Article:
Pirc Defense

1.e4 d6

The Pirc Defense is a hypermodern way for Black to respond to White's 1.e4. Relatively new, the Pirc revolves around a quick kingside fianchetto by black. Strong players such as GMs Vladimir Kramnik and Shakhriyar Mamedyarov frequently use the Pirc to fight for a win.

Although players of all levels can play the Pirc, beginners should be careful when employing this opening. As with other hypermodern openings, White can use their central control and space advantage to roll over the unprepared Black player.

Starting Position

The Pirc Defense (pronounced "peerts") starts after the moves 1.e4 d6. Instead of immediately occupying the center with another pawn, Black intends to control the center from a distance. Black eventually fianchettoes their dark-squared bishop on g7.

Pirc Defense Chess Opening
The starting position of the Pirc Defense.

Black allows White to push their central pawns with the idea to chip away at them later. They usually achieve this by using their g7-bishop in conjunction with either ...e5 or ...c5, intensifying their control over the central dark squares.


  • Black has a lot of freedom of different ways to play
  • It is a tricky, active defense
  • Black can easily provoke White


  • White has many different ways to combat the Pirc
  • White has several aggressive options that lead to a raging attack
  • White can also play carefully to restrict Black's game

Main Variations Of The Pirc Defense

The Pirc Defense is relatively new and not as heavy on theory as other classical openings. Below you can see the main variations of the Pirc, mainly dictated by White's setup.

Main Line

The main line of the Pirc goes 1.e4 d6 2.d4 Nf6 3.Nc3 g6. Black allows White to expand in the center, hoping to counterattack it later. The fianchettoed bishop on g7 and an eventual pawn break with ...e5 or ...c5 is a common strategy of this opening, as well as queenside expansion with either ...a6/c6 and ...b5.

Austrian Attack

The Austrian Attack is the most aggressive way for White to respond to the Pirc. After the moves 1.e4 d6 2.d4 Nf6 3.Nc3 g6 4.f4, White immediately grabs more central space. White's idea is to develop their pieces and start an attack by playing e4-e5. Black, on the other hand, will try to prove that the white pawns are overextended.

Classical Variation

The Classical System occurs after the moves 1.e4 d6 2.d4 Nf6 3.Nc3 g6 4.Nf3. White goes for a less ambitious setup, developing their pieces and accepting a less robust control over the center. In this setup, it's harder for Black to generate counterplay against their opponent's center. However, it's also harder for White to win the game if Black defends accurately.

150 Attack

The 150 Attack starts after 1.e4 d6 2.d4 Nf6 3.Nc3 g6 4.Be3. White's idea is to place their queen on d2 to create a battery and exchange dark-squared bishops. After exchanging bishops, White proceeds to try to explore the weak dark squares on Black's kingside.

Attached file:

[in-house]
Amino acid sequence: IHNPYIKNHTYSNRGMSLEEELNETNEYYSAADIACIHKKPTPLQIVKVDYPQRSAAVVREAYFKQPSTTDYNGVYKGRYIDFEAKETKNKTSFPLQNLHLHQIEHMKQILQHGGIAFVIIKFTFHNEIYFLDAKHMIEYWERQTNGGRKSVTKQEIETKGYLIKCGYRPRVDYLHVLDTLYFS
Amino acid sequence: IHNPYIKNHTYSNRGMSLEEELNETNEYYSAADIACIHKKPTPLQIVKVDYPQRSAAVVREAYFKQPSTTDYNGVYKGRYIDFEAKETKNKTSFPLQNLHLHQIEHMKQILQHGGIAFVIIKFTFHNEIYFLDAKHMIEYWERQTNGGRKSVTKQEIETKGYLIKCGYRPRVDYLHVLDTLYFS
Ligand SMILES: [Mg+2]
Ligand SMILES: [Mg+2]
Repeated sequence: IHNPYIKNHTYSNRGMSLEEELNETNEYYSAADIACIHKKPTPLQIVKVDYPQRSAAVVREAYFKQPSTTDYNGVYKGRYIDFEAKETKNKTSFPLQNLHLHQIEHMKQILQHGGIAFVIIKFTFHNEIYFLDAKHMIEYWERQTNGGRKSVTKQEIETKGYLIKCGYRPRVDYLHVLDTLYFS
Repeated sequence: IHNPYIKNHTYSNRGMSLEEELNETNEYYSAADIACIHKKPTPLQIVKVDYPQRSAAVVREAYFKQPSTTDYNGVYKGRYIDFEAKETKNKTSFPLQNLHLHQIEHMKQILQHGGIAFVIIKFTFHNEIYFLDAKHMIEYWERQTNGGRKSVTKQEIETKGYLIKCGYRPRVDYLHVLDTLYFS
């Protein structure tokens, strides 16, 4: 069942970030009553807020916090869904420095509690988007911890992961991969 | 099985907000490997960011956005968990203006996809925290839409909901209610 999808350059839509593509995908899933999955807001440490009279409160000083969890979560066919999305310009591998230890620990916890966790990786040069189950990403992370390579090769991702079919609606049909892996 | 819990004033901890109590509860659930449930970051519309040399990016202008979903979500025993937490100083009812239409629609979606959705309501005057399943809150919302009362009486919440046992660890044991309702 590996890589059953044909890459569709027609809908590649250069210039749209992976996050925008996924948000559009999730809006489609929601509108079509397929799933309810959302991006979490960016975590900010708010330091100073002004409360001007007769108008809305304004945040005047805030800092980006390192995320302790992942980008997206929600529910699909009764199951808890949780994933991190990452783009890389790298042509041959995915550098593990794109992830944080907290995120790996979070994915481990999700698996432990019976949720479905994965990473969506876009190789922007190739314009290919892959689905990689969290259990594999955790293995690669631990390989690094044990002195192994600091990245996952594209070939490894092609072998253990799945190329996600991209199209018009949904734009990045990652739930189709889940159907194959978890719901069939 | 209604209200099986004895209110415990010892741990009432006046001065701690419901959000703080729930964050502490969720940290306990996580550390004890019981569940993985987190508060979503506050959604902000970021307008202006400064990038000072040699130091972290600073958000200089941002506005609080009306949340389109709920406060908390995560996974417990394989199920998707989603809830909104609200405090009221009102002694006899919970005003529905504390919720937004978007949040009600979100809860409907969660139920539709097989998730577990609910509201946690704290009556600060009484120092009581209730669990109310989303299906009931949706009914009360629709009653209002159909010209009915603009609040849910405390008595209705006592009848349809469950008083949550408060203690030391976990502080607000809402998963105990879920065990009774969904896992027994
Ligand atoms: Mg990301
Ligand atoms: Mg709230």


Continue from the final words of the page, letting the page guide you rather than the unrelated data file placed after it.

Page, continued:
This variation receives the name 150 Attack because British players who analyzed the position concluded that this variation is very straightforward. They considered it so easy to play that any reasonable club player with a 150 ECF grade (approximately 1800 Elo rating) could have a good game against a grandmaster using this variation.

Byrne Variation

The Byrne Variation starts after 1.e4 d6 2.d4 Nf6 3.Nc3 g6 4.Bg5 and is similar to the Austrian Attack. White develops the dark-squared bishop before playing the f2-f4 pawn push. White can then create a queen-and-bishop battery to contest the black g7-bishop like in the 150 Attack or develop the other proceed with a central pawn break.

Sveshnikov System

The Sveshnikov System occurs after 1.e4 d6 2.d4 Nf6 3.Nc3 g6 4.g3. White chooses a more positional approach, with the idea of reinforcing their central control by putting the light-squared bishop on the long diagonal and usually developing their king's knight to e2 instead of f3.

History Of The Pirc

Although there are records of players employing the Pirc as early as the mid-1800s, it only caught up around the 1950s. It was then that the Slovenian (at the time Yugoslav) grandmaster Vasja Pirc, the opening's namesake, helped popularize it.

Before that, chess Classicists used to consider occupying the center as the only viable way of playing. It was only after the 1920s that players such as Aron Nimzowitsch, Richard Reti, Efim Bogoljubov, and other leading players of the time introduced the concept of hypermodern chess.

Pirc Defense Chess Opening
Vasja Pirc, the Slovenian grandmaster who helped popularize the Pirc Defense. Photo: Wikimedia Commons, CC.

According to them, a player doesn't have to occupy the center with pieces to control it. Instead, they can induce their opponent to overextend their central pawns and attack the weaknesses generated from a distance.

As hypermodernism grew in acceptance, so did all the hypermodern openings such as the Pirc, King's Indian Defense, Queen's Indian Defense, Nimzo-Indian Defense, and others. The opening peaked in popularity during the 1970s and is still occasionally seen in elite-level games.


Learn The Pirc Defense And The Modern Defense

Learn the main lines, tactics, and strategies in the Pirc and Modern Defenses.
36 min
10 Challenges
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